Do These 3 Things To Have More Treats And Less Tricks This Halloween.

October 26th, 2019 by Sara Upson

A stack of candy corn sits on the right side of the image.  Text on the left side of the image reads "Do these three things to have more treats and less tricks this halloween by Sara Upson."

“The thing I hate most about this time of year is walking into every store and the first thing that you see is a huge display of Halloween candy,”said my client.

It’s a common theme that I hear from clients.  On one hand- you really want to be able to enjoy candy, to eat it without anxiety or guilt, to savor it and then move on without dwelling on it, feeling the need to “make up” for it, or getting “out of control” but on the other hand- it can be so scary, anxiety provoking, lead to a binge, and evoke a lot of shame and guilt.  Ugh- it really can feel like a dilemma! 

Because it can feel so overwhelming, instead of working on peace with candy, it can be really tempting to follow the diet culture suggestions: eliminate, restrict, cleanse, forbid, and then beat yourself up for feeling out of control.

While this might be tempting (and even what most people do…and probably a pattern that you’ve done before) it doesn’t work. It’s a guaranteed way to make you feel even more out of control with candy, lead to restriction, negative self talk, guilt and shame.  This is the cycle that you want to break- so that you can walk into a store and not even notice the candy display, or notice it and be excited for your favorite candy, notice it and not care, or notice it and think- “Ooooh Halloween- I wonder what I’m going to be this year” (where candy isn’t the primary focus).

So instead of jumping on the diet culture bandwagon that says candy is the root of all evil- I encourage you to work on permission, to find freedom and peace with candy.

What does that even mean? It means that you can:

  • Eat candy- as much or as little as you want
  • Buy candy
  • Keep candy at home
  • Keep candy at work
  • Keep candy in your purse
  • Not eat all the candy at once
  • Eat all the candy but not feel guilty about it
  • Enjoy the candy- taste and savor it
  • Find old candy later that you forgot about
  • Not be thinking about candy just because it’s there
  • Feel calm around candy
  • Buy more and not feel guilty
  • Throw candy away because it went bad
  • Share and not feel deprived
  • Candy is just another food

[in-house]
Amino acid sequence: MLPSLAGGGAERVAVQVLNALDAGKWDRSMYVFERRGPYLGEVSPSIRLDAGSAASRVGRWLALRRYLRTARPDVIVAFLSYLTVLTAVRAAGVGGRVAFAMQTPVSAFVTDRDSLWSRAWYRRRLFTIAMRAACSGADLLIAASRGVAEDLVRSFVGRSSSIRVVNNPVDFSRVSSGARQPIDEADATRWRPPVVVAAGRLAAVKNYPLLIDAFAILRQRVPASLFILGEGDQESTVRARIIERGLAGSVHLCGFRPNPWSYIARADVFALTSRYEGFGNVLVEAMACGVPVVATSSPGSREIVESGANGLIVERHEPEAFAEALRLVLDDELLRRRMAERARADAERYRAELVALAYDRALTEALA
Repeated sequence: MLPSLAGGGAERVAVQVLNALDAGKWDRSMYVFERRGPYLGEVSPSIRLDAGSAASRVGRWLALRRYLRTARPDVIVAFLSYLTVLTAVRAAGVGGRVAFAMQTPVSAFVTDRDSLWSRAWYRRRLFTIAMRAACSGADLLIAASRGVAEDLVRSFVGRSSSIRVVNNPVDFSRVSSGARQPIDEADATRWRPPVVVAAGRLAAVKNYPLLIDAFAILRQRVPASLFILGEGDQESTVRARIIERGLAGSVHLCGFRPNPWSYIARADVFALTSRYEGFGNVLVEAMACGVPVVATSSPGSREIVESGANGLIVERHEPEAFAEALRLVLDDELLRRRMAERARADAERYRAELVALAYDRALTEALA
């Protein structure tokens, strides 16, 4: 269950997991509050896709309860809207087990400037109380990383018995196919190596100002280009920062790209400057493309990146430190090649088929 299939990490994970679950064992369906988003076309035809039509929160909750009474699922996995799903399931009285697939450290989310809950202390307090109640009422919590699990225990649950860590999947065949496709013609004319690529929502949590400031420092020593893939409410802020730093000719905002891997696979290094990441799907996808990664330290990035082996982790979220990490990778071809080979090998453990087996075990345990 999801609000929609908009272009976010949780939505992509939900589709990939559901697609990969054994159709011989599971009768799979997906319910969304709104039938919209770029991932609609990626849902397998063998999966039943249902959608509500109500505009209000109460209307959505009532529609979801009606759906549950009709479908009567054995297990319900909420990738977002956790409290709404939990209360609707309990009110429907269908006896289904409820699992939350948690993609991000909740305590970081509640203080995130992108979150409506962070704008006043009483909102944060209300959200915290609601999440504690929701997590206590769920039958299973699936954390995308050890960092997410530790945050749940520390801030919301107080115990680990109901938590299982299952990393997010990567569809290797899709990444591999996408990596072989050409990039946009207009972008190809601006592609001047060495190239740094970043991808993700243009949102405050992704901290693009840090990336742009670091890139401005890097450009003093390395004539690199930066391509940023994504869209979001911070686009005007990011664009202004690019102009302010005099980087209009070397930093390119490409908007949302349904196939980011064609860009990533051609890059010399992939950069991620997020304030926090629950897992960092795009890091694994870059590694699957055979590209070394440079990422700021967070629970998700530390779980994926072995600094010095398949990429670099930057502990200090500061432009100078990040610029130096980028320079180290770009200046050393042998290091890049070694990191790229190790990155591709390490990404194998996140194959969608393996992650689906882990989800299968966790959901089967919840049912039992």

Text reads- what does freedom with candy look like.  There are three rows of three pieces of blue candy.  Underneath each piece of candy is a snippet about what freedom with candy looks like including:  keep candy at home, eat all or some of the candy, eat candy and not feel guilty, share candy and not feel deprived, enjoy and savor the taste, find old candy you forgot about, not think about candy just because it's there, buy candy when you want it, candy is just another food.

So how do you do that?

1.  Eat. Eat Adequately.  Eat Consistently.  Eat enjoyable food.  If you’re dieting or restricting your eating, candy is always going to sound better and feel out of control.  Why?  A hungry body will always crave energy dense food that provides a quick burst of energy (glucose) over anything else.  A hungry body will always prefer candy (or high energy foods).  

Image reads, "it's not you...it's biology.  An overhungry body will always crave energy dense foods, eat faster than normal, and not stop until uncomfortably full.

Know that if you restrict- you’ll likely eat more. When you’re in a restricted state and you do eat candy- you’re more likely to eat a lot of it because your body needs fuel.  This will probably make you feel out of control, like you’ve “messed up” or done something wrong, but this is your body working to keep you alive.  This is also true even if you’re eating enough food- but have forbidden foods or a “bad” food list that candy falls on and you restrict candy.

Restricting candy creates a vicious cycle of feeling out of control- and reinforces the false belief that you must restrict.  When you feel like you’ve messed up, this just reinforces your belief that you have to restrict and control candy which creates a vicious cycle of feeling out of control    It goes like this: restriction–> deprivation–> reactive eating –> guilt.  If you’re focused on your body, weight can also easily become part of that cycle–> increased body focus/ desire to lose weight–> restriction–> deprivation–> reactive eating–> guilt–> increased body focus

Image reads the restrictive eating cycle and then features four pieces of blue candy that say restrict, deprivation, reactive eating, and guilt with arrows in between each word/piece of candy.